Preachers know the good advice, “Let the text work on you before you work on the text.”
Early in my Blue Theology ministry I was trying to write a sermon about the ocean, called “Water and the Word,” and I was getting nowhere. I went to sleep (mercifully it was only Friday night) to let it work on me. As I woke up I was puzzled to find the hymn tune “Joyful, Joyful, We Adore You” running through my head. As I made breakfast, the text finally worked on me, verse three; “You are giving and forgiving, Ever blessing, ever blessed, Wellspring of the joy of living, Ocean depth of happy rest.”
Wellspring and ocean depth – God is like a spring and an ocean of mystery and new life and abundance. “The water that I will give will become in [you] a spring of water gushing up to eternal life.” “The spirit hovered over the deep.” “Deep calls to deep.” The sermon wrote itself.
Presbyterian minister Henry Van Dyke wrote the words for “Joyful, Joyful, We Adore You” in 1907. He was also Professor of English Literature at Princeton for 30 years, US ambassador to Holland and, near the end of his life, a Navy Chaplain, in World War I. He said of this hymn,
“These verses are simple expressions of common Christian feelings and desires in this present time—hymns of today that may be sung together by people who know the thought of the age, and are not afraid that any truth of science will destroy religion, or any revolution on earth overthrow the kingdom of heaven. Therefore this is a hymn of trust and joy and hope.”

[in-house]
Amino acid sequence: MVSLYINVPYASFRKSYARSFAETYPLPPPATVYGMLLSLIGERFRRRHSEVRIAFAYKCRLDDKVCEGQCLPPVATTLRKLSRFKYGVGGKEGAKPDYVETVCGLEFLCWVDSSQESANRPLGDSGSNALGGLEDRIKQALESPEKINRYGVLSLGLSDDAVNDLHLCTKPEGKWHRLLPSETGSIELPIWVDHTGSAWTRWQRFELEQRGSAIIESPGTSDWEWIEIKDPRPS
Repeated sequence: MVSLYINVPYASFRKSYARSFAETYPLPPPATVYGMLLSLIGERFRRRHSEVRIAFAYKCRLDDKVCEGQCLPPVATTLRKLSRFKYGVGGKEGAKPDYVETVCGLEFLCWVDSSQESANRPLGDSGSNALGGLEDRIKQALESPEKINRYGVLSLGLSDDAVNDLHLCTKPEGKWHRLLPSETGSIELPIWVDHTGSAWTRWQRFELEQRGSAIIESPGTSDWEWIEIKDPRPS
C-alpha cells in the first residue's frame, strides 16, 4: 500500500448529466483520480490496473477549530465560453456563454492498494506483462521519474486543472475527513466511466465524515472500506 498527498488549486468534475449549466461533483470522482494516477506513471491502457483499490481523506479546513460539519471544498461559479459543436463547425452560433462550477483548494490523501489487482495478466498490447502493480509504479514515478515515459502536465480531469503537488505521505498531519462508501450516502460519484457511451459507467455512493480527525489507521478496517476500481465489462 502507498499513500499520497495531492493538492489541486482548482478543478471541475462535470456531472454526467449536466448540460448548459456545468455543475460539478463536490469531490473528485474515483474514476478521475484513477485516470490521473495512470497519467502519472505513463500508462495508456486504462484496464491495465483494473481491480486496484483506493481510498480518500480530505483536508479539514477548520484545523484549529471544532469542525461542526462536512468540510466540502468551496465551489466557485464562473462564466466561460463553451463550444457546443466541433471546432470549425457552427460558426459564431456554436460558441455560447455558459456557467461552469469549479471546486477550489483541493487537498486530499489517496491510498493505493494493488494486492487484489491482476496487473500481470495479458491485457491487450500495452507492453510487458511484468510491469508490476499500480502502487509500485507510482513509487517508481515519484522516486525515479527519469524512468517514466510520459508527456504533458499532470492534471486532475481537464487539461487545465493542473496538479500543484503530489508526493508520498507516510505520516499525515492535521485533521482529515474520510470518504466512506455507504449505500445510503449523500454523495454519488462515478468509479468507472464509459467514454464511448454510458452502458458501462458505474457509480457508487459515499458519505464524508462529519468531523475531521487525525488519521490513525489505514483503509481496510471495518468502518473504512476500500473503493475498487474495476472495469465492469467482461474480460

His hymn reminds me of St. Francis’ “Canticle of the Sun,” how it’s not just us humans singing, but all of creation praising God, “Praise God, sun and moon!” and how all creatures “lift up their voice and with us sing.”
And it’s all about joy. Singing seems to come from joy and produce joy. “Chanting birds and flowing fountains call us to rejoice in Thee.”
Then there’s that curious phrase, “flowery meadow, flashing sea.” Flashing sea? What does that image evoke in you?
But my favorite line is: “Hearts unfold like flowers before you, opening to the sun above.” These sea anemones (painted by German biologist artist Ernst Haeckel around the same time Van Dyke wrote the hymn) are actually animals, not plants, but they are named for the anemone flower. And they sure look as if they are opening their very hearts in joy and praise.
May our hearts unfold like flowers, and sing, with joy.